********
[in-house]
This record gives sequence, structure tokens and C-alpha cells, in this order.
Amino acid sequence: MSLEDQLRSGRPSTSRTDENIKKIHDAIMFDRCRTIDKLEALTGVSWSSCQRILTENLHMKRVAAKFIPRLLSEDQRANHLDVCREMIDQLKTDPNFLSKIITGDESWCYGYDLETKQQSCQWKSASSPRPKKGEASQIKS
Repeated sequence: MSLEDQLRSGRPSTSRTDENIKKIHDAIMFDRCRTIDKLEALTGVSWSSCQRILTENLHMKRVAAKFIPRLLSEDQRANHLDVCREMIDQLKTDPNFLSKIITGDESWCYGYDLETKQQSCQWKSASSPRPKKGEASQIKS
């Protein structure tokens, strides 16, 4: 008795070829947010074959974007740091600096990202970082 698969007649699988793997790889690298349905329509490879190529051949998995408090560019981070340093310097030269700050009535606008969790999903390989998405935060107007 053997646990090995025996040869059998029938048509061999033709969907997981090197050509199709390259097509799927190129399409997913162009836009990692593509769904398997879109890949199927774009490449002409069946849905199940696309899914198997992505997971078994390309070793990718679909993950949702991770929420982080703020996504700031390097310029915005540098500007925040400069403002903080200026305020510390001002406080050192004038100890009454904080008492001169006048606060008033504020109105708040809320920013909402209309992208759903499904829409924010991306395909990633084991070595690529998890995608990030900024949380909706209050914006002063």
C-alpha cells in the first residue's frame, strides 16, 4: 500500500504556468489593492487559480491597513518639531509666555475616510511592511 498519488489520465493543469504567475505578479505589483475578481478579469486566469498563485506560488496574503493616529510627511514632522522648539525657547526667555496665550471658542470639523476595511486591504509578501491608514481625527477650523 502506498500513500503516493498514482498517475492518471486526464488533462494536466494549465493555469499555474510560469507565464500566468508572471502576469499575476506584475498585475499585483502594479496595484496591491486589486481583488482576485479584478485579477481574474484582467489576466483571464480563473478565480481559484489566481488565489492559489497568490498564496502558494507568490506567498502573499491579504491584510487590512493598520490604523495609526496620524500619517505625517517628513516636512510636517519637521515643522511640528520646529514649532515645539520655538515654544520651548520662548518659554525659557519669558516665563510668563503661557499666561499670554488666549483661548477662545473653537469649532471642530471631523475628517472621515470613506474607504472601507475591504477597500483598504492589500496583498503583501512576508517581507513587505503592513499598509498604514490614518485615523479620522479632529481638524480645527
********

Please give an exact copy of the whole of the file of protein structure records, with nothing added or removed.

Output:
[in-house]
This record gives sequence, structure tokens and C-alpha cells, in this order.
Amino acid sequence: MSLEDQLRSGRPSTSRTDENIKKIHDAIMFDRCRTIDKLEALTGVSWSSCQRILTENLHMKRVAAKFIPRLLSEDQRANHLDVCREMIDQLKTDPNFLSKIITGDESWCYGYDLETKQQSCQWKSASSPRPKKGEASQIKS
Repeated sequence: MSLEDQLRSGRPSTSRTDENIKKIHDAIMFDRCRTIDKLEALTGVSWSSCQRILTENLHMKRVAAKFIPRLLSEDQRANHLDVCREMIDQLKTDPNFLSKIITGDESWCYGYDLETKQQSCQWKSASSPRPKKGEASQIKS
């Protein structure tokens, strides 16, 4: 008795070829947010074959974007740091600096990202970082 698969007649699988793997790889690298349905329509490879190529051949998995408090560019981070340093310097030269700050009535606008969790999903390989998405935060107007 053997646990090995025996040869059998029938048509061999033709969907997981090197050509199709390259097509799927190129399409997913162009836009990692593509769904398997879109890949199927774009490449002409069946849905199940696309899914198997992505997971078994390309070793990718679909993950949702991770929420982080703020996504700031390097310029915005540098500007925040400069403002903080200026305020510390001002406080050192004038100890009454904080008492001169006048606060008033504020109105708040809320920013909402209309992208759903499904829409924010991306395909990633084991070595690529998890995608990030900024949380909706209050914006002063």
C-alpha cells in the first residue's frame, strides 16, 4: 500500500504556468489593492487559480491597513518639531509666555475616510511592511 498519488489520465493543469504567475505578479505589483475578481478579469486566469498563485506560488496574503493616529510627511514632522522648539525657547526667555496665550471658542470639523476595511486591504509578501491608514481625527477650523 502506498500513500503516493498514482498517475492518471486526464488533462494536466494549465493555469499555474510560469507565464500566468508572471502576469499575476506584475498585475499585483502594479496595484496591491486589486481583488482576485479584478485579477481574474484582467489576466483571464480563473478565480481559484489566481488565489492559489497568490498564496502558494507568490506567498502573499491579504491584510487590512493598520490604523495609526496620524500619517505625517517628513516636512510636517519637521515643522511640528520646529514649532515645539520655538515654544520651548520662548518659554525659557519669558516665563510668563503661557499666561499670554488666549483661548477662545473653537469649532471642530471631523475628517472621515470613506474607504472601507475591504477597500483598504492589500496583498503583501512576508517581507513587505503592513499598509498604514490614518485615523479620522479632529481638524480645527